Things to Do in Joshua Tree, According to the Locals

All adventurers know: the best places to explore are those that feel hidden from the world. We look for what is secret, what is special and completely new. The cities, towns and countries that surprise us with their magic, turning the experience of traveling into something new and unexpected. It is this common pursuit that has elevated Joshua Tree to its recent destination-tier status. If it’s on your must-see list, consider this your ultimate guide to things to do in Joshua Tree, from a local.

California’s high desert boasts breathtaking views and, of course, the endangered beauty of the Joshua tree. This eponymous hero of the desert provides food and habitat for countless living things, making the area home to a wide variety of wildlife and flora. It is the natural charm of the landscape that has drawn so many creative people to the area. It is a paradise of beautiful houses that blend in with the environment and of entrepreneurs who find inspiration in every corner of the desert.

How to Spend a Long Weekend in Joshua Tree

This last case perfectly describes our resident Joshua tree expert. Alison Carroll, co-founder with her husband Jay of the popular olive oil and skincare brand Wonder Valley, intentionally sought a place to build a life that would allow for endless creative expansion. In Joshua Tree, Alison has found a community that supports her intuitive approach to life. She leads with a curiosity-first mindset, exploring and highlighting the full capacity of ingredients in her recipes that feel at once simple and fascinatingly complex. (A paradoxical feat only an artist-turned-chef can accomplish.)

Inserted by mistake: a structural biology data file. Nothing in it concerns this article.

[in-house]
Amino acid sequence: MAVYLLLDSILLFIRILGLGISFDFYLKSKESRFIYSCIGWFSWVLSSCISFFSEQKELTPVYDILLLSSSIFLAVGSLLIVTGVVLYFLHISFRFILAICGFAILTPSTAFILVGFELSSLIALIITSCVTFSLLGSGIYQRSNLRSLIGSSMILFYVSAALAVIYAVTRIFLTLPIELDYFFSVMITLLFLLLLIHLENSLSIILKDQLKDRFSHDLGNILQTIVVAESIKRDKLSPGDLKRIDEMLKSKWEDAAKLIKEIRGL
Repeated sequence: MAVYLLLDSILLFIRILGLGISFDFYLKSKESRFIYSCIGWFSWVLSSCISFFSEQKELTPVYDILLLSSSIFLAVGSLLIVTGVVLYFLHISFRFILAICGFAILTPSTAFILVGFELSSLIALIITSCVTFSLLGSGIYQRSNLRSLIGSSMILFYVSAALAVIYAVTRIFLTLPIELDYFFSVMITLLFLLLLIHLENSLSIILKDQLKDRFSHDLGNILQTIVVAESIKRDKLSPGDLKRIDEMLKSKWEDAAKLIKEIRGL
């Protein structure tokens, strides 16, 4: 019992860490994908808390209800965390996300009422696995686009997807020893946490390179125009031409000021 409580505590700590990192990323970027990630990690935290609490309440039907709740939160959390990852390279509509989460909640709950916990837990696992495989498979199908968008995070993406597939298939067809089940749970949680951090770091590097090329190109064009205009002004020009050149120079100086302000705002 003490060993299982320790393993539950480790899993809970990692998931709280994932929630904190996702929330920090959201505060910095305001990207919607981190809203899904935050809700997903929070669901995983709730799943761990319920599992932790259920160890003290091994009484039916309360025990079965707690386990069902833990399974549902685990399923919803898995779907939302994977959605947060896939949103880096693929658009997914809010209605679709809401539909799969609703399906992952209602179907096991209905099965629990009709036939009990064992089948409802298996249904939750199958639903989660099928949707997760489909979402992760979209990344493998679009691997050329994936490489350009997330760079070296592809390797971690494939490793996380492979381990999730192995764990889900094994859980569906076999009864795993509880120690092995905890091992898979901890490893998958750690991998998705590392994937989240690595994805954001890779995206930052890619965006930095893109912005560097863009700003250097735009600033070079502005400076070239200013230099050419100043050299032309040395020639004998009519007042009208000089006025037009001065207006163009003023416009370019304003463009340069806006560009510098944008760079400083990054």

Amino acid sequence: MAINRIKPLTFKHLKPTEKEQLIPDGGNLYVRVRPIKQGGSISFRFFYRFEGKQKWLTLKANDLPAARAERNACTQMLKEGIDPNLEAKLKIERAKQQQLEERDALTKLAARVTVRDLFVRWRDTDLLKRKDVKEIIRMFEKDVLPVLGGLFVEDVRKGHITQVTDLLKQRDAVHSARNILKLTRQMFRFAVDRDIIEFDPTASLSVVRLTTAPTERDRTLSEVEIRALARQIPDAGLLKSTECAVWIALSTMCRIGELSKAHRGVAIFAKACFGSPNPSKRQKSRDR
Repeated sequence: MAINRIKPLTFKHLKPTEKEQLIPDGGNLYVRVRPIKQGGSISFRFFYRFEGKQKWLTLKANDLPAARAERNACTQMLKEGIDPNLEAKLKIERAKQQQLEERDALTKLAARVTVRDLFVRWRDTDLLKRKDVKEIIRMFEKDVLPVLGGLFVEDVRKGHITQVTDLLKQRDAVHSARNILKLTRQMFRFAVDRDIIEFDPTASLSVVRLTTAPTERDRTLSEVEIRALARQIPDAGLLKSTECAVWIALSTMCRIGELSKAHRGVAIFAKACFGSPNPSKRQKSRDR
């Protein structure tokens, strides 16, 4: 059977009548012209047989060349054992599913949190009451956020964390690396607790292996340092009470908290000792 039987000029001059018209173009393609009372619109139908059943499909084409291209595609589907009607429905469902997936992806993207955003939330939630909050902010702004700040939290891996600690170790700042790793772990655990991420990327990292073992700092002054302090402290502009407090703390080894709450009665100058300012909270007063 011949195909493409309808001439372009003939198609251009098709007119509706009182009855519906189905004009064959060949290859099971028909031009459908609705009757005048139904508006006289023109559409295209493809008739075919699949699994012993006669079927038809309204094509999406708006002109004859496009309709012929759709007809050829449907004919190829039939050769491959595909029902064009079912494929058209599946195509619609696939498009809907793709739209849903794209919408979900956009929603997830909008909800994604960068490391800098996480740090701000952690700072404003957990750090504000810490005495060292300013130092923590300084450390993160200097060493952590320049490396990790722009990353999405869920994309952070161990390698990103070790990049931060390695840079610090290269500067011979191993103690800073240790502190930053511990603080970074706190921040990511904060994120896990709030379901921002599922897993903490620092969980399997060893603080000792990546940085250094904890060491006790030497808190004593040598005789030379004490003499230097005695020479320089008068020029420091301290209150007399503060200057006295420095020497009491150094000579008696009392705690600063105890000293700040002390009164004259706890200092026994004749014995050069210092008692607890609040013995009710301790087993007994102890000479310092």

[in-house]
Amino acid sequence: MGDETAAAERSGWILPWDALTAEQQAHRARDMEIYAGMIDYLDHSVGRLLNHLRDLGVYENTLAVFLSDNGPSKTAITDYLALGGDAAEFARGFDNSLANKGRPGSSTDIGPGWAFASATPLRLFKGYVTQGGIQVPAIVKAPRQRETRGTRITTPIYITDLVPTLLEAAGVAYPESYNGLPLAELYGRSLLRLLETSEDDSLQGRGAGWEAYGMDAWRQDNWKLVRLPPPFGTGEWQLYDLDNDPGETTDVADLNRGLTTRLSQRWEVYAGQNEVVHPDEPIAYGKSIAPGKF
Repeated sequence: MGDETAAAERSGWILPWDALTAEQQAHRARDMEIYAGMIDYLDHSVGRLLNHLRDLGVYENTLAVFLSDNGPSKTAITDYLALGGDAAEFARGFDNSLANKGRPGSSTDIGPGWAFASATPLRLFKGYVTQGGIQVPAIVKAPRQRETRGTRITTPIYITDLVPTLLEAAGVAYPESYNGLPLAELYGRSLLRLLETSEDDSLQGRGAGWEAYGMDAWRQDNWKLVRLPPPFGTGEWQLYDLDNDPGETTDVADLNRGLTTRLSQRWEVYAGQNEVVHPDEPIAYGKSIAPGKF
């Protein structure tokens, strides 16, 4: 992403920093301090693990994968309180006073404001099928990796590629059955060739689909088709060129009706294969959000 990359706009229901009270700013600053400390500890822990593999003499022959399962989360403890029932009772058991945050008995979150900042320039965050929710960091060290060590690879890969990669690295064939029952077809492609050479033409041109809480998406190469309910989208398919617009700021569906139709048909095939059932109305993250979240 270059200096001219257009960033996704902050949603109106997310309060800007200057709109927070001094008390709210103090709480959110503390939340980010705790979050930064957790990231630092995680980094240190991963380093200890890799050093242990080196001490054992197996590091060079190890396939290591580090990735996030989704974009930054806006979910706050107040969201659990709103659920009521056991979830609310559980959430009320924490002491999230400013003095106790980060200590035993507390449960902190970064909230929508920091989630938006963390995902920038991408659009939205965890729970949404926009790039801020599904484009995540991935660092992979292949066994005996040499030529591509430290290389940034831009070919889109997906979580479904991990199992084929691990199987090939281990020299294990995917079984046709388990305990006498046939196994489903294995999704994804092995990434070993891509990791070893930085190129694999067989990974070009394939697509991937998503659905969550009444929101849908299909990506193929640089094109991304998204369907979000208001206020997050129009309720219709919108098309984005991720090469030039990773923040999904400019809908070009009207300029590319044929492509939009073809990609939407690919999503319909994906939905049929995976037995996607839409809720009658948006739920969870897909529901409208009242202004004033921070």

Below, Alison takes us through all the highlights to see and do in this wonderful and totally unique area of ​​the country. Trust: This is much more than a wish list. Instead, expect to find hidden locals-only recommendations to help you experience all the beauty Joshua Tree has to offer.

When to visit Joshua Tree